William Caxton was both the first to print a book in English, and the first English printer. He realised the commercial potential of the new technology while working as a merchant in the Low Countries and Germany, birthplace of printing in Europe. Late in 1475 or early in 1476 Caxton set up his own printing press in London. Among his earliest books are two magnificent editions of the 14th-century classic, Geoffrey Chaucer’s The Canterbury Tales: the first published in 1476 and the second, illustrated with woodblock prints, in 1483.
He was born in Kent in the early 1420s. As a teenager he was sent to London and apprenticed to Robert Large, a successful merchant. William took to the mercantile life with enthusiasm and was soon trading in the Low Countries, where he lived for 30 years.
For four of those years he acted as Governor of the English Nation of Merchant Adventurers at Bruges, protecting economic interests of the English government and his fellow merchants. Bruges was the major commercial centre of Northern Europe, with traders coming from as far as the Middle East. Caxton sold English woollen cloth and bought foreign luxury goods for import to England.
Caxton lived through the Wars of the Roses, a long and turbulent power struggle between the Houses of Lancaster and York for the English throne. Like most merchants, he was a supporter of the York faction. It was under the patronage of a Yorkist king, Edward IV that he became Governor of the English merchants at Bruges.
Although printing with movable type had been invented in 11th-century China, in Europe the technology was not developed until the mid-15th century. The first full-scale book produced with moveable type was printed in the 1450s by Johann Gutenberg in Mainz.
In 1471, Caxton was in Cologne, having left the household of the Duchess of Burgundy and lost his post as Governor of the English merchants, perhaps as a result of a Lancastrian coup of 1470 that temporarily forced Edward IV from the throne. As a university city as well as an important commercial centre, Cologne was an ideal location for the fledgling book trade. By the 1470s it had become the most important centre of printing in north-west Germany.
Caxton may have already traded in books while he was in Bruges, but in Cologne he acquired first-hand knowledge of how they were produced. He worked with Johann Schilling to publish an edition of a 13th-century encyclopaedia, De proprietatibus rerum – On the Nature of Things – written by Bartholomeus Anglicus.
Late in 1475 or early in 1476 Caxton returned to London, bringing with him the type and craftsmen needed to set up a printing press at Westminster, the first in England. The venture proved an instant success. Caxton published around 100 books, several of them his own translations of French originals. When he died in late 1491 or early 1492, the press continued to thrive for another 40 years under Wynkyn de Worde, one of Caxton’s immigrant workers.
The Canterbury Tales is a long poem written at the end of the 14th century by Geoffrey Chaucer, who is credited as having set the style for Middle English literature. His poem follows the journey of a group of pilgrims from London to Canterbury Cathedral. Each pilgrim resolves to tell two tales on the way out and two on the way home to help while away their time on the road.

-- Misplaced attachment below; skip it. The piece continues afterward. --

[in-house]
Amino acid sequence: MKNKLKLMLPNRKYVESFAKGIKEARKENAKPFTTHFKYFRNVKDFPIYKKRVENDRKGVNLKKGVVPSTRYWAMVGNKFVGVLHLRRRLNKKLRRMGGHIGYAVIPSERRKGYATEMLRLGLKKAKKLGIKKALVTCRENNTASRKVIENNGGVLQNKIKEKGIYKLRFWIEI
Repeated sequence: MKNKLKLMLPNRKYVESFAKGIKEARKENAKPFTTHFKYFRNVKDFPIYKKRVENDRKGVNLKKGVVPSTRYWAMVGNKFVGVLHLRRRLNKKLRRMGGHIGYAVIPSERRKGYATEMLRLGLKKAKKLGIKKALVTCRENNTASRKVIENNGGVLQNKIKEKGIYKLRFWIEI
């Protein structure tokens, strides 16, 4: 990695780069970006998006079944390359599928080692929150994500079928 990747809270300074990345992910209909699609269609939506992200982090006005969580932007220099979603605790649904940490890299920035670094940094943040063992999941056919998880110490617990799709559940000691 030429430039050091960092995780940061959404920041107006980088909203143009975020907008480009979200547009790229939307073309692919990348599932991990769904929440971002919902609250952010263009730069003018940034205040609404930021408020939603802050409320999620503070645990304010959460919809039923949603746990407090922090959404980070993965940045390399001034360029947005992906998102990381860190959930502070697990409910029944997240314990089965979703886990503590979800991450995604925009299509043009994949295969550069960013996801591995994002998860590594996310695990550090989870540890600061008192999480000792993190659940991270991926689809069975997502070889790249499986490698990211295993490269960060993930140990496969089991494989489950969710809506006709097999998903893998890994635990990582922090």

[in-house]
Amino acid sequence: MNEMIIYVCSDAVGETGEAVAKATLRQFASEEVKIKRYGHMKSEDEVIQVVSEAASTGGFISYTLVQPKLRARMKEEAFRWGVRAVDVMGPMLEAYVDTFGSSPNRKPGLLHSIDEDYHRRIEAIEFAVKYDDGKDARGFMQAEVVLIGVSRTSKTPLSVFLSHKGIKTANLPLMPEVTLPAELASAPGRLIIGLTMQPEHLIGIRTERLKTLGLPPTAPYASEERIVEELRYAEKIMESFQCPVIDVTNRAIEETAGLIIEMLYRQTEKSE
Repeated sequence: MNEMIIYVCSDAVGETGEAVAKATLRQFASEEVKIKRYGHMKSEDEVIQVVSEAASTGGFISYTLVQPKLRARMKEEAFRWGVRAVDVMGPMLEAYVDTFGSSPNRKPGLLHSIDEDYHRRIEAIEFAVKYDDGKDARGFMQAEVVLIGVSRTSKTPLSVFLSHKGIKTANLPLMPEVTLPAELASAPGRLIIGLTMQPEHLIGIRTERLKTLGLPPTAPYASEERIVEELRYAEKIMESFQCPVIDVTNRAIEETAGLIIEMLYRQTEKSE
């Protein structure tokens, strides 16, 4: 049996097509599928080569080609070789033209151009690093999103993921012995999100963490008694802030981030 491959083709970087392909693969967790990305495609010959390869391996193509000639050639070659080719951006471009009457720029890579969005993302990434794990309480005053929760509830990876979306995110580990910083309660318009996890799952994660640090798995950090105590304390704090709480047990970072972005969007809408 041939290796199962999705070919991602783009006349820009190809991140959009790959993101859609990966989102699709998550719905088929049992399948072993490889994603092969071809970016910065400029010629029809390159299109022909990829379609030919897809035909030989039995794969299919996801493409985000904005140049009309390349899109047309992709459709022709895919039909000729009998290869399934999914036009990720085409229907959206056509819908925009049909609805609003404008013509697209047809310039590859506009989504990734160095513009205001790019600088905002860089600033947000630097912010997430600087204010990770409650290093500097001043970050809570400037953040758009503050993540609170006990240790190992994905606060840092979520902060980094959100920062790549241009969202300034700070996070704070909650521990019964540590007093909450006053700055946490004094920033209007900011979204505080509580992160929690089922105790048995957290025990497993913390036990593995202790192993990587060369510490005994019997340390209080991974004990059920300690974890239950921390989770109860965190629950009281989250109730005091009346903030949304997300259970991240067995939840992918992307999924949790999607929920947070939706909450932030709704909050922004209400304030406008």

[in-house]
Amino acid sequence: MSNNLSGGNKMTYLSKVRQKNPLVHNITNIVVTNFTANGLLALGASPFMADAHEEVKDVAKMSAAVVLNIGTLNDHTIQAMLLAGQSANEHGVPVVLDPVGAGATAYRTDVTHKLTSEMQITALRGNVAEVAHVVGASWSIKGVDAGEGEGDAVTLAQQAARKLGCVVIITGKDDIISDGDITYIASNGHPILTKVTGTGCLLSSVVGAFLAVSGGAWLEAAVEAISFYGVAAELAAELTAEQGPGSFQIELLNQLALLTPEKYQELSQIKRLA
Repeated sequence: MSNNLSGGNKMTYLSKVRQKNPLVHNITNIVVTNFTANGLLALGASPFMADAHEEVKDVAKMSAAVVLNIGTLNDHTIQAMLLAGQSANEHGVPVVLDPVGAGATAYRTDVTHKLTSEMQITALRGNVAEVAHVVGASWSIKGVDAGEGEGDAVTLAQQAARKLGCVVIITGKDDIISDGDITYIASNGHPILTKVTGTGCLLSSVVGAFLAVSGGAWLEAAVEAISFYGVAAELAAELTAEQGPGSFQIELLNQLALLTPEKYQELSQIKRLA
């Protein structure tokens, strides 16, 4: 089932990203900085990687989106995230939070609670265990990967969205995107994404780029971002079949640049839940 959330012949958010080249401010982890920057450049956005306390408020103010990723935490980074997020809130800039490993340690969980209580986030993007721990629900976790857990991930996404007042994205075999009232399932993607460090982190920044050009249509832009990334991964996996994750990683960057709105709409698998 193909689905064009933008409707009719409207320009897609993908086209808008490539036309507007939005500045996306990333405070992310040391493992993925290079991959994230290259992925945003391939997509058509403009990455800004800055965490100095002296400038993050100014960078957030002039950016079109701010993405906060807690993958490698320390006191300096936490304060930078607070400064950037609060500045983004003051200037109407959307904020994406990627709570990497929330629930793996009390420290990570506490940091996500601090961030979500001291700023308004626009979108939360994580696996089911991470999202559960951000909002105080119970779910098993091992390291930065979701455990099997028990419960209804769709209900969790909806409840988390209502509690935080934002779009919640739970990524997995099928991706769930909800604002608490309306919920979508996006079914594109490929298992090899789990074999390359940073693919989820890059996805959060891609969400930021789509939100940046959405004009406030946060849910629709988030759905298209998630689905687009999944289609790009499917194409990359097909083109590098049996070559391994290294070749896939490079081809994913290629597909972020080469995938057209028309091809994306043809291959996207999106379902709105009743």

Most continental printers produced books in Latin, the international language of the day, in order to be able to sell them in a number of countries. Caxton, on the other hand, mainly produced books in English for a local market.
Although printed books could reach a much wider audience than manuscripts, they were still a luxury in Caxton’s day and were thus aimed at fairly wealthy people. However, printing soon led to books becoming available at a cheaper price, and Caxton was part of the beginning of a major change in the way in which people acquired books for information and for entertainment.
At the end of his Recuyell of the Historyes of Troye, the first book printed in English in about 1473 or 1474, Caxton wrote, 'I have practised and earned at my great charge and dispense to ordain this said book in print after the manner and form as you may here see, and is not written with pen and ink as other books been, to the end that every man may have them at once.'
Caxton used a Burgundian-style type for the 1476 edition of The Canterbury Tales. Chaucer’s popular classic was itself a canny choice for his first major project in England. The second edition, published in 1483, was printed in a smaller size of the same type design. Smaller type meant more words on each page. Fewer pages meant cheaper production costs – and more profit. The second edition was also made more commercially appealing by the addition of 26 woodcut illustrations, one at the beginning of each tale, usually showing a pilgrim on horseback.
Despite the wider readership of the printed book, printers still had to keep in favour with the aristocracy. 1483, the year that saw the second edition of The Canterbury Tales, also saw the death of Edward IV, a supporter of Caxton's work. When the throne was seized by his brother Richard, Duke of Gloucester, Caxton lost little time in acknowledging the new regime. The next year his Ordre of Chyvalry or Knyghthode was wisely dedicated to Richard III.
The defeat of Richard by Henry VII in 1485 established the Tudor dynasty and restored Caxton’s connections at court. A few years later he was commissioned to print the parliamentary statutes passed under Henry VII. For the first time, they were printed in English rather than French – a measure of technological and social change in the age of Caxton.
Explore more about William Caxton's two editions of Chaucer's The Canterbury Tales and view fully digitised versions of both texts.